• A sex drive that's shifted into neutral...or worse

If so...you may have Mature Male Burnout.  Click here to discover more about this unique condition and what you can do about it.

Now, what are you going to do about protecting your skin while you’re out having fun?

You may think you’ve got it covered with your SPF 50 sunscreen.

And sure, that lotion will stop you from getting a burn. But the chemicals in sunscreens are often more dangerous than the sun itself. Some of these compounds are estrogen mimics. Others damage your DNA. And some of them even become carcinogenic when the sunlight hits them.

Plus, sunscreens almost completely block your body’s ability to produce vitamin D. That’s a crime, because vitamin D helps protect your body from cancer – including skin cancer!

That’s why I like the idea of boosting your sun protection with “sunscreen in a pill.” And there are two that you can easily pick up at your local vitamin store:

Astaxanthin is one of today’s biggest breakthroughs in antioxidant nutrition. A particular type of microalgae (Haematoccous pluvialis) produces it to protect itself from sun exposure. It can help protect you from the sun, too.

Just 4 mg. daily for two weeks can help you withstand longer UV exposure without burning. It actually works by protecting your skin against DNA damage caused by the radiation. It’s like an internal sunscreen.

It takes awhile for the astaxanthin pigment to build up in your system. So start taking it daily at least two weeks before spending time in the sun.

GliSODin is another supplement that helps it take longer for UV exposure to burn your skin. It can reduce sunburn by about 20% and decrease redness much more rapidly if you do get a burn. This means a lower chance of sunburn to start with, and quicker recovery time when you do get one.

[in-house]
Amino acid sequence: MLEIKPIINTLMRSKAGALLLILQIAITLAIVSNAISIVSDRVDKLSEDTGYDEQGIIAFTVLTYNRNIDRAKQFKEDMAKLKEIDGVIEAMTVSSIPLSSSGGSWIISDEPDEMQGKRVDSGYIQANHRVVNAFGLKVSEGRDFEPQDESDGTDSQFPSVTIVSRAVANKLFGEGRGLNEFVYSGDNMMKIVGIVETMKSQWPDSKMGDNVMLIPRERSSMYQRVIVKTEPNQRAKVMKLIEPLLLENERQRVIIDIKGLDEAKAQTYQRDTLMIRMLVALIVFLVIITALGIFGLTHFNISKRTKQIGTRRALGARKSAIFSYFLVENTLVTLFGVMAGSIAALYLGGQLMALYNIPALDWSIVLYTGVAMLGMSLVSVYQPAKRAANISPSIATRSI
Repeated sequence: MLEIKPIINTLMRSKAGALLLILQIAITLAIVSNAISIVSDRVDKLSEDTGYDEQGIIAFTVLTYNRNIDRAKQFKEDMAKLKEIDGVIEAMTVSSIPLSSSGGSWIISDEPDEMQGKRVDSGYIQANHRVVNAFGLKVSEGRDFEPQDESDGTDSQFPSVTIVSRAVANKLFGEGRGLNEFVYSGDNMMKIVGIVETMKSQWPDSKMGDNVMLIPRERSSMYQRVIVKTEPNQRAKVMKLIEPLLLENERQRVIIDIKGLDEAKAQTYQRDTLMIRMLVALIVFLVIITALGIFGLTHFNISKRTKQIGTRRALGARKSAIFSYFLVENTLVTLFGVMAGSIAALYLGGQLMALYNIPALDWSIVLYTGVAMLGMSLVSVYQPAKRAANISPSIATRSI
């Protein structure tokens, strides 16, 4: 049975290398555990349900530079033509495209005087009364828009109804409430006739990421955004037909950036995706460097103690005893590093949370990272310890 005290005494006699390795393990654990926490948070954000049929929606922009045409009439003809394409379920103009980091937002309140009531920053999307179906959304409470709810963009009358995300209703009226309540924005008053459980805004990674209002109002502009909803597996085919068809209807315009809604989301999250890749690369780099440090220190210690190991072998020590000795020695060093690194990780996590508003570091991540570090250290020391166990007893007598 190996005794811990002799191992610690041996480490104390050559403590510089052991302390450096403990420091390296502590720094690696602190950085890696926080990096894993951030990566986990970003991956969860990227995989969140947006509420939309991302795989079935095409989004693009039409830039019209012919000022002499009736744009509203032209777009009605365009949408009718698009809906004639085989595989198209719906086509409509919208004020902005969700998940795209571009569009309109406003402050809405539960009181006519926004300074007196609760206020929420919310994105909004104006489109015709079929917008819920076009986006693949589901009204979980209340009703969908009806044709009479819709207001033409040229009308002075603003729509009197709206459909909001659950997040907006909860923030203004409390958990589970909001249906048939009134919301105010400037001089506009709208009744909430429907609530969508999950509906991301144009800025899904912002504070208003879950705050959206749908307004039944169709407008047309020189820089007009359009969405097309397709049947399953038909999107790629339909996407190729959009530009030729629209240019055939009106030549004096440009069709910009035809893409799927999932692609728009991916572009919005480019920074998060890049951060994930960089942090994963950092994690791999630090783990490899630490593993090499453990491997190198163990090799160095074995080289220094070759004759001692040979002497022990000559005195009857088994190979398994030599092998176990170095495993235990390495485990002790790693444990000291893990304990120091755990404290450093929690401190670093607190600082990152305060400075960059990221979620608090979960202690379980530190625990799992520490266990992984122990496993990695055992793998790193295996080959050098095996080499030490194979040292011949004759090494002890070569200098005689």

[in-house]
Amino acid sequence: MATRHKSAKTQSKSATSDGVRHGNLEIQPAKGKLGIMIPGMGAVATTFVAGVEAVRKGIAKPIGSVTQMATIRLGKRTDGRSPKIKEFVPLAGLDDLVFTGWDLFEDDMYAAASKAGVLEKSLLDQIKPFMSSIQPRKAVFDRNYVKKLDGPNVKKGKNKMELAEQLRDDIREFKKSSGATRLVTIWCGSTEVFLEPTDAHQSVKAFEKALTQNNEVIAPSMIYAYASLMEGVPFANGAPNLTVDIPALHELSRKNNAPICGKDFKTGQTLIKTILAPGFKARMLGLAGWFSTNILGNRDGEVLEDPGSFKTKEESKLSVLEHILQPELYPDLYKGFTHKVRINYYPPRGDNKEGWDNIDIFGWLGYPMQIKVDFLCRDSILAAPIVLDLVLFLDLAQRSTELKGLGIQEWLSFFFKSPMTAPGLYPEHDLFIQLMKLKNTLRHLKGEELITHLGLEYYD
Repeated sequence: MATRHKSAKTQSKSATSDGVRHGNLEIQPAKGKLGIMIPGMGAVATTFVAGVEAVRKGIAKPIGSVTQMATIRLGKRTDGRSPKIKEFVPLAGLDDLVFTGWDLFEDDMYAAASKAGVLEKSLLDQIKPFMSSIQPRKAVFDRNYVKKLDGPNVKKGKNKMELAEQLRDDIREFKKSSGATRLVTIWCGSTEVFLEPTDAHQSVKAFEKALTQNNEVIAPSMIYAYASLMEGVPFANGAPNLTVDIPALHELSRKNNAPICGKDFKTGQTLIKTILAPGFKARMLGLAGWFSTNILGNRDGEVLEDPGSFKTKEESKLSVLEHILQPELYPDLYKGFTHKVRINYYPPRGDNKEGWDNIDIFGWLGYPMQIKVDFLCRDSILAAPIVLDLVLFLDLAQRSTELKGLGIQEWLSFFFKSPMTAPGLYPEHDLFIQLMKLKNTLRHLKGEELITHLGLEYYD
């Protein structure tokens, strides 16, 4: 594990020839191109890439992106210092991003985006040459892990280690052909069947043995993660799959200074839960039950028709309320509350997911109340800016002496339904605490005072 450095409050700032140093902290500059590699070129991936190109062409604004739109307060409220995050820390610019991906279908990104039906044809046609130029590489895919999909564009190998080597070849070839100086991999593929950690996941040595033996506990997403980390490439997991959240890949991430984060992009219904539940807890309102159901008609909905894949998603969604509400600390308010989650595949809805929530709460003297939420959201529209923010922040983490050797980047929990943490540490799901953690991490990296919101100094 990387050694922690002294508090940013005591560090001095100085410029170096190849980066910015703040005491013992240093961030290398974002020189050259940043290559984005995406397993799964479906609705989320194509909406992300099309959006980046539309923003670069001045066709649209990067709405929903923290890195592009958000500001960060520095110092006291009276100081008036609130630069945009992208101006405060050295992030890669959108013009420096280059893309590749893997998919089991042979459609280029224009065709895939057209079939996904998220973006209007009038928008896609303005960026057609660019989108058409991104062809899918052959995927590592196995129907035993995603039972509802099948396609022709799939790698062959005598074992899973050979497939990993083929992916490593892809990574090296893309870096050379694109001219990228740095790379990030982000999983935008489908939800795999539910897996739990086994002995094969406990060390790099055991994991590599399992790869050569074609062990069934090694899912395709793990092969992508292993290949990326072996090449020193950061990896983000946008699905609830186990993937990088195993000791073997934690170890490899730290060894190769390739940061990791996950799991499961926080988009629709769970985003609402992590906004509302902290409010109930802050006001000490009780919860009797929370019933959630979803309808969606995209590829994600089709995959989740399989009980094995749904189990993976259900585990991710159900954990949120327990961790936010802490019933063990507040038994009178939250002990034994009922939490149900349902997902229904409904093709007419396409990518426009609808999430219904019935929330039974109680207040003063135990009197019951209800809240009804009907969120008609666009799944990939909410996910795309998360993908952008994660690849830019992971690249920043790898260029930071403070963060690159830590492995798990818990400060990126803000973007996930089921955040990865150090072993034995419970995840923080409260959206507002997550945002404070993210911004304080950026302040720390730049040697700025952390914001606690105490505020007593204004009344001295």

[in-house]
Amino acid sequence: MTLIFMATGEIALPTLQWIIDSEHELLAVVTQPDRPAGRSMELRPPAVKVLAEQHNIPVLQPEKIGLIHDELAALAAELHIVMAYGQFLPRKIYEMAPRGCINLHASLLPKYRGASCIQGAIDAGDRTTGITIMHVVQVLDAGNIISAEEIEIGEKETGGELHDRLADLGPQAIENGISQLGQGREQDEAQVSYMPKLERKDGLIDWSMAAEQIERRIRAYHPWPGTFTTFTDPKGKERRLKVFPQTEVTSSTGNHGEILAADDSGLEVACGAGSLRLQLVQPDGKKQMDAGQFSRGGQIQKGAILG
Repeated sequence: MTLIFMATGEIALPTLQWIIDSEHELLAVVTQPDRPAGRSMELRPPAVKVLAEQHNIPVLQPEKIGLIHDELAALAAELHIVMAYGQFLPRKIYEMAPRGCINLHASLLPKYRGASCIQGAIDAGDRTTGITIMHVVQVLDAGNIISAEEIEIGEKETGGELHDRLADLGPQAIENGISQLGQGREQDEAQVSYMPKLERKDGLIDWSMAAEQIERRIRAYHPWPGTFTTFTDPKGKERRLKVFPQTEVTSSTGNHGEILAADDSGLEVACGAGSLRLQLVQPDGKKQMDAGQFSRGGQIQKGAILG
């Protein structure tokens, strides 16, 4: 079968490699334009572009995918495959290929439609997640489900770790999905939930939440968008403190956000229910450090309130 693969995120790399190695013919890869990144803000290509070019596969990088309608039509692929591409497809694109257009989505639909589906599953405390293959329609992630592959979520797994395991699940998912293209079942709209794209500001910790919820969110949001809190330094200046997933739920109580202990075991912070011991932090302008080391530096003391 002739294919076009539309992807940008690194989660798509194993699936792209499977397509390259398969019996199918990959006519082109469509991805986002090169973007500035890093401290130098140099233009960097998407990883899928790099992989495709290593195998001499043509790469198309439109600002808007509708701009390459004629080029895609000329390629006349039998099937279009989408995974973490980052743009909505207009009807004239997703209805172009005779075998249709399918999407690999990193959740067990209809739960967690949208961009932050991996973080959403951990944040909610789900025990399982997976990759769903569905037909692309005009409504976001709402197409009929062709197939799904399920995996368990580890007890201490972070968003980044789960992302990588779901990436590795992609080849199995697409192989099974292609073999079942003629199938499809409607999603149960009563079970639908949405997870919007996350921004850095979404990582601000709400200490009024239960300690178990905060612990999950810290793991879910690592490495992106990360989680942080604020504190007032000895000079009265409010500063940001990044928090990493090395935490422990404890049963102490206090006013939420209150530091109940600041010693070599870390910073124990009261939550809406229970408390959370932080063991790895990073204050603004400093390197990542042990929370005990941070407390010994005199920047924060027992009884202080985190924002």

For best results, take 500 mg. of GliSODin for four weeks before sun exposure.

It’s also smart to wear a hat and sunglasses, and move into the shade or under an umbrella during the hottest part of the day.

And, if you’re frolicking in the sun for long periods of time, make sure you find a natural sunscreen – made with zinc oxide.

Oh, and just one more thing…be aware that excess alcohol intake on a hot summer day can dehydrate you. So sure, have a drink or two. But keep it in moderation. If you’re a woman, that’s one drink a day. For men, it’s two.

But don’t “supersize” it. A drink is a 12-ounce can or bottle of beer, a 5-ounce glass of wine or 1.5 ounces of liquor (either straight or in a mixed drink).

Sources:

2011 Retail Meat Report. National Antimicrobial Resistance Monitoring System. Feb 2013.

Superbugs Invade American Supermarkets. Environmental Working Group. Apr. 2013.

Suganuma K, et al. Astaxanthin attenuates the UVA-induced up-regulation of matrix-metalloproteinase-1 and skin fibroblast elastase in human dermal fibroblasts. J Dermatol Sci. 2010 May;58(2):136-42.

Mac-Mary S, et al. Could a photobiological test be a suitable method to assess the anti-oxidant effect of a nutritional supplement (Glisodin®)? Eur J Dermatol., vol. 17, no. 3, May-June 2007

Leave a Reply

Your email address will not be published. Required fields are marked *